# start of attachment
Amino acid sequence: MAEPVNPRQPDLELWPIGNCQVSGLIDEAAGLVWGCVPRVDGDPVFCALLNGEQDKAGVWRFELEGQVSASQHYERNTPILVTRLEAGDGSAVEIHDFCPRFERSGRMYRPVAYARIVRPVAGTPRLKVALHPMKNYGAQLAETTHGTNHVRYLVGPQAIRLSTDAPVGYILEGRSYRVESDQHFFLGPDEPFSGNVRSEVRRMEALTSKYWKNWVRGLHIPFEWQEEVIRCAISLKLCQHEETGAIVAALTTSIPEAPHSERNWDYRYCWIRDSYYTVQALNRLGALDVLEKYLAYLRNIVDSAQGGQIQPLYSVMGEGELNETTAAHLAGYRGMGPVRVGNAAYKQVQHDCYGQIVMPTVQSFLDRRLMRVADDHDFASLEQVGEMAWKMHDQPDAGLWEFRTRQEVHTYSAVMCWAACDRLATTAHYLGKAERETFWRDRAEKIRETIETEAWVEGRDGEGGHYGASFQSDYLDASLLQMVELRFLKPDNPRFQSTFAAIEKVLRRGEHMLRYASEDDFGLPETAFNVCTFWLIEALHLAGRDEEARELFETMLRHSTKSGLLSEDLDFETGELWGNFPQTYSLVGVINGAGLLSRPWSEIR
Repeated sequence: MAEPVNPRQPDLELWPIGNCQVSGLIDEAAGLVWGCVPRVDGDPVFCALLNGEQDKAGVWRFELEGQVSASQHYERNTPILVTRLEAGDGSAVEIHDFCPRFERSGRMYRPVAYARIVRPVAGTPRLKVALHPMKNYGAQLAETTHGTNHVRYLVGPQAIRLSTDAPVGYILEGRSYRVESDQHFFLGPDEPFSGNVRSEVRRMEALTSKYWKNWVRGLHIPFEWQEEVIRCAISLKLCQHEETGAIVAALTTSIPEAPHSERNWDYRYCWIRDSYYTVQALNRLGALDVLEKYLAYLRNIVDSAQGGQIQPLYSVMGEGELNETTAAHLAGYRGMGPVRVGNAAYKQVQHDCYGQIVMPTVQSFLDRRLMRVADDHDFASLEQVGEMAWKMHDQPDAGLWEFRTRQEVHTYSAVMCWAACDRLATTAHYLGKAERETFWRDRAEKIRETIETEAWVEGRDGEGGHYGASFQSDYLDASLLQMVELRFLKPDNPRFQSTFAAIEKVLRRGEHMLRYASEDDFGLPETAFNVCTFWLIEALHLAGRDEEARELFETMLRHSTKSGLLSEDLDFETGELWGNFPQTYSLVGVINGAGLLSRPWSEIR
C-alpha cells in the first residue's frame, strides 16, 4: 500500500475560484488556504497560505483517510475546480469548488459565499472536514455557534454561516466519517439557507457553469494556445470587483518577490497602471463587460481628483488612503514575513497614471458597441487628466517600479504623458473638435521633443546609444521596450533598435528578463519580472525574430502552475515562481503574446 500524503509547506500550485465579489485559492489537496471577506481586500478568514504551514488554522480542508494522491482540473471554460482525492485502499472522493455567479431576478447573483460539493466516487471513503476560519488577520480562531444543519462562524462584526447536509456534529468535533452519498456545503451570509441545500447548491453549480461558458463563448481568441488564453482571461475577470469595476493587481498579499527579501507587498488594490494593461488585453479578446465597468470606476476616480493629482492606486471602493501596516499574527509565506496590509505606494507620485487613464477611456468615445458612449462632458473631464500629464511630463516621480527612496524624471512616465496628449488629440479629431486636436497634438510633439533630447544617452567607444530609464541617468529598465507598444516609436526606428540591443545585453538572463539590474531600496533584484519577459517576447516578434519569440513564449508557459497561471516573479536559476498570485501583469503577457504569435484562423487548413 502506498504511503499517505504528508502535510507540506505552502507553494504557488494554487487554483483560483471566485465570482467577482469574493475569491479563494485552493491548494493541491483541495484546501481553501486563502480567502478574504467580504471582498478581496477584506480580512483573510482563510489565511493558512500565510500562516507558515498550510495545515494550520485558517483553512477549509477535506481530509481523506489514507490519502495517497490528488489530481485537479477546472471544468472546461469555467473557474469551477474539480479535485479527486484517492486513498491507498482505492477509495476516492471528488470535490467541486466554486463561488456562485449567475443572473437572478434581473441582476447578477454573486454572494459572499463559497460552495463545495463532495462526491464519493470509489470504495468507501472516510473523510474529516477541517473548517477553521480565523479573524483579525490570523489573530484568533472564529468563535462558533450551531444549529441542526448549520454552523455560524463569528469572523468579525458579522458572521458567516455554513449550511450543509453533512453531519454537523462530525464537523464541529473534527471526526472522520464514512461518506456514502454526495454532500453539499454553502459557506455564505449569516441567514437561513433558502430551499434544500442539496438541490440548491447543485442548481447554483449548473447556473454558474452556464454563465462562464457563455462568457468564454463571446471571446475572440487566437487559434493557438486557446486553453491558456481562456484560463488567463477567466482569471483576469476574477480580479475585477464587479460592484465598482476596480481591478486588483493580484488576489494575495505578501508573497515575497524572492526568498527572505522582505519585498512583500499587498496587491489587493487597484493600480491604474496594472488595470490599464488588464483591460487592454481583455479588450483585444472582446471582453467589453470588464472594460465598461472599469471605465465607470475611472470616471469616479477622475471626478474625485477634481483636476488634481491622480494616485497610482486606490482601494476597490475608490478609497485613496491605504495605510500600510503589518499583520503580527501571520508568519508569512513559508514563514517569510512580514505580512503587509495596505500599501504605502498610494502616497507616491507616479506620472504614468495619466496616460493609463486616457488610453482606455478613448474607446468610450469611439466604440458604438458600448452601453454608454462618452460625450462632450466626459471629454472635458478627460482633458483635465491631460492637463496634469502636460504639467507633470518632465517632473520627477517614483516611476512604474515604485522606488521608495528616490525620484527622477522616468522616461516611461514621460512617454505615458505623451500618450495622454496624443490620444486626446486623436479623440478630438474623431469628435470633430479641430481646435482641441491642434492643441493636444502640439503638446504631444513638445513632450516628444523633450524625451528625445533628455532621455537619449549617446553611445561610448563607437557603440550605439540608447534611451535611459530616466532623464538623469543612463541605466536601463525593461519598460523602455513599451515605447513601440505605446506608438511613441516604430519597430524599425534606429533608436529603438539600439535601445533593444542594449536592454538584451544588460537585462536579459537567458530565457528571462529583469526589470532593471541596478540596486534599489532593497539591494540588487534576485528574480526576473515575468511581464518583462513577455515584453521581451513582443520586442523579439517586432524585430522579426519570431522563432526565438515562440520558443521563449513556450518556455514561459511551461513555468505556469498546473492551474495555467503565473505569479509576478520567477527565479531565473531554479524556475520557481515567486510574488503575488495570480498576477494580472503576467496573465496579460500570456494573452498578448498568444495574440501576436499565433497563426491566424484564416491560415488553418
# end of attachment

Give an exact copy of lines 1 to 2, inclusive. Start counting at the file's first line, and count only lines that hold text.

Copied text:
Amino acid sequence: MAEPVNPRQPDLELWPIGNCQVSGLIDEAAGLVWGCVPRVDGDPVFCALLNGEQDKAGVWRFELEGQVSASQHYERNTPILVTRLEAGDGSAVEIHDFCPRFERSGRMYRPVAYARIVRPVAGTPRLKVALHPMKNYGAQLAETTHGTNHVRYLVGPQAIRLSTDAPVGYILEGRSYRVESDQHFFLGPDEPFSGNVRSEVRRMEALTSKYWKNWVRGLHIPFEWQEEVIRCAISLKLCQHEETGAIVAALTTSIPEAPHSERNWDYRYCWIRDSYYTVQALNRLGALDVLEKYLAYLRNIVDSAQGGQIQPLYSVMGEGELNETTAAHLAGYRGMGPVRVGNAAYKQVQHDCYGQIVMPTVQSFLDRRLMRVADDHDFASLEQVGEMAWKMHDQPDAGLWEFRTRQEVHTYSAVMCWAACDRLATTAHYLGKAERETFWRDRAEKIRETIETEAWVEGRDGEGGHYGASFQSDYLDASLLQMVELRFLKPDNPRFQSTFAAIEKVLRRGEHMLRYASEDDFGLPETAFNVCTFWLIEALHLAGRDEEARELFETMLRHSTKSGLLSEDLDFETGELWGNFPQTYSLVGVINGAGLLSRPWSEIR
Repeated sequence: MAEPVNPRQPDLELWPIGNCQVSGLIDEAAGLVWGCVPRVDGDPVFCALLNGEQDKAGVWRFELEGQVSASQHYERNTPILVTRLEAGDGSAVEIHDFCPRFERSGRMYRPVAYARIVRPVAGTPRLKVALHPMKNYGAQLAETTHGTNHVRYLVGPQAIRLSTDAPVGYILEGRSYRVESDQHFFLGPDEPFSGNVRSEVRRMEALTSKYWKNWVRGLHIPFEWQEEVIRCAISLKLCQHEETGAIVAALTTSIPEAPHSERNWDYRYCWIRDSYYTVQALNRLGALDVLEKYLAYLRNIVDSAQGGQIQPLYSVMGEGELNETTAAHLAGYRGMGPVRVGNAAYKQVQHDCYGQIVMPTVQSFLDRRLMRVADDHDFASLEQVGEMAWKMHDQPDAGLWEFRTRQEVHTYSAVMCWAACDRLATTAHYLGKAERETFWRDRAEKIRETIETEAWVEGRDGEGGHYGASFQSDYLDASLLQMVELRFLKPDNPRFQSTFAAIEKVLRRGEHMLRYASEDDFGLPETAFNVCTFWLIEALHLAGRDEEARELFETMLRHSTKSGLLSEDLDFETGELWGNFPQTYSLVGVINGAGLLSRPWSEIR